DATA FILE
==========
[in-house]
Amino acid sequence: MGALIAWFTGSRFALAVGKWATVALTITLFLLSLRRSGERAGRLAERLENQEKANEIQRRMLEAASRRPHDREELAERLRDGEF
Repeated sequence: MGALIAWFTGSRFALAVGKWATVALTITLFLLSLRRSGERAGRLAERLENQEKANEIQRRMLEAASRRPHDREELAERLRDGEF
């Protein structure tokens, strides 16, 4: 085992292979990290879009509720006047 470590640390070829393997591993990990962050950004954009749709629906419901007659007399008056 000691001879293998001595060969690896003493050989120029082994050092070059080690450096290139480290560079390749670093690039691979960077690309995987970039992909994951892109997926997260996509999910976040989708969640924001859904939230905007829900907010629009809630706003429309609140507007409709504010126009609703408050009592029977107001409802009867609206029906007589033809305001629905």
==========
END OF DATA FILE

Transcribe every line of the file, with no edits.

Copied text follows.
[in-house]
Amino acid sequence: MGALIAWFTGSRFALAVGKWATVALTITLFLLSLRRSGERAGRLAERLENQEKANEIQRRMLEAASRRPHDREELAERLRDGEF
Repeated sequence: MGALIAWFTGSRFALAVGKWATVALTITLFLLSLRRSGERAGRLAERLENQEKANEIQRRMLEAASRRPHDREELAERLRDGEF
């Protein structure tokens, strides 16, 4: 085992292979990290879009509720006047 470590640390070829393997591993990990962050950004954009749709629906419901007659007399008056 000691001879293998001595060969690896003493050989120029082994050092070059080690450096290139480290560079390749670093690039691979960077690309995987970039992909994951892109997926997260996509999910976040989708969640924001859904939230905007829900907010629009809630706003429309609140507007409709504010126009609703408050009592029977107001409802009867609206029906007589033809305001629905």